In his office, walls are adorned with photos of calvary men and century-old Globe, medallions in display cases. Shelves hold wooden animals, police caps and awards of every sort. There’s a copper tree from Pickle Barrel and a hunk of silver ore. The furniture is rich dark wood and black leather. The chief bought it himself.
“I think it’s important to have a professional atmosphere,” he says.
A new fleet of pursuit-rated SUVs has been acquired for the force. First floor offices have been renovated. The mission statement looms large in each. There are no holding cells at the police station. Anyone arrested in Globe is booked into the county jail. Downstairs, what was once a “drunk tank” will be converted into an employee lounge.
“I’ll keep these bars,” says the chief, “they’re historic.”
Chief Walters speaks in serious tones with clarity and openness. He pulls back only when questioned about a lawsuit currently pending against the city charging undue force against a mentally ill woman, still pending.
“The policy is to deal with any individual that we come in contact with with minimal force,” states Chief Walters. “If they present a threat, the officers will respond to the threat. They will do it as cautiously as they can. It doesn’t change whether you have mental health or anger management issues, the police officers are going to respond.”
Dale Walters, an avid hunter, has never fired his gun on the job. He has come “terrifyingly close.” He has seen children die and colleagues killed in the line of duty. He has made the arrest of a fellow police officer. Daily images of protests and police brutality “take a toll” on him and others in the profession. Applications for open positions are down.
“It’s a stressful job and people make mistakes” says Chief Walters, “but many lives have been saved by police that never get mentioned.”
GPD does get some support on their Facebook page and there is rarely a day when somebody doesn’t secretly pay for the chief’s lunch.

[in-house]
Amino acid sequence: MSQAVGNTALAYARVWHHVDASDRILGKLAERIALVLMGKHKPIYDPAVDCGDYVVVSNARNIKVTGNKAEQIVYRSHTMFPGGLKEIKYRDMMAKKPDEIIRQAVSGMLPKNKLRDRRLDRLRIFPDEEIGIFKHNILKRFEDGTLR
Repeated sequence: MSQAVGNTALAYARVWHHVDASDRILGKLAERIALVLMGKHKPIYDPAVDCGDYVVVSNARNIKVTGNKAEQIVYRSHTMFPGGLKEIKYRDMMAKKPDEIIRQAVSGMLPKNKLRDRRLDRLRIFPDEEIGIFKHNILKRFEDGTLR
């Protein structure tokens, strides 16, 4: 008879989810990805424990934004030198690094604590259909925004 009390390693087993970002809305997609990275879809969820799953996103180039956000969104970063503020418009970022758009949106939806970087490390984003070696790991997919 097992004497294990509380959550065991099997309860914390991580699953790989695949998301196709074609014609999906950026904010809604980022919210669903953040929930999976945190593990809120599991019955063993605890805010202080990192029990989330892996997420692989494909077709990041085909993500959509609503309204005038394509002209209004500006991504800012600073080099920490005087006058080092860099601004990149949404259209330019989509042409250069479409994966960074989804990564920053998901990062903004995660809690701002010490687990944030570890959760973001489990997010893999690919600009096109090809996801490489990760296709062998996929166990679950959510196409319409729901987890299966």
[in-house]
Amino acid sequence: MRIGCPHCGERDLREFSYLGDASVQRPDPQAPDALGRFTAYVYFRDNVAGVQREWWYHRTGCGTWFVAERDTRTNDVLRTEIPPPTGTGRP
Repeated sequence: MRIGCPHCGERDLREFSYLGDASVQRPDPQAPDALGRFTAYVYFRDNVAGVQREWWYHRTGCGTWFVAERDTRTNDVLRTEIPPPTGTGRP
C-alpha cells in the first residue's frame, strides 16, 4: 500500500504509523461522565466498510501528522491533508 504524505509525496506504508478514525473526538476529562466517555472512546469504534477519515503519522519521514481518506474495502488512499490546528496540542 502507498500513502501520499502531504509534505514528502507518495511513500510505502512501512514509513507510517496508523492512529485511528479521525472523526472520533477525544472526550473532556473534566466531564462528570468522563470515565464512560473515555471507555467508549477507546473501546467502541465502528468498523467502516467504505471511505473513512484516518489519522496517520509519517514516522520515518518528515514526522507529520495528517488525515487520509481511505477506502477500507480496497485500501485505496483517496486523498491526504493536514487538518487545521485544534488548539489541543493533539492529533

“There is some demonizing of people who show support for law enforcement,” he notes. “At some point it will swing back the other way and there will be some realistic measures taken.”
He agrees police reform is needed, even in Arizona, but has his own ideas about what that means. Budgetary constraints, he says, causes cities and municipalities to lower their expectations about who they hire and how they operate.
“It should be a requirement for a police department to have to maintain certain standards,” says Chief Walters, “for police chiefs to have a certain level of experience and education.”
Debbie Cox, 15-year Globe resident, has known five police chiefs in her time here. Owner of Service First Realty, she manages 190 rentals in the area and is proactive about keeping track of crime.
“It’s important to me,” she says. “It affects our business, and I live here.”
Debbie and the chief meet monthly to discuss what’s going on in the community. The two share a good rapport and healthy respect. She appreciates his serious approach, productive action and the improvements in policing consistency and officer attitude.
“He is responsive, and he is realistic about what we can do” says Debbie, “but we have to do this together, as a community, with the police force.”
A traveler, Patti Daley came to Globe in 2016 to face the heat, follow love, and find desert treasure. She writes in many formats and records travel scraps and other musings at daleywriting.com.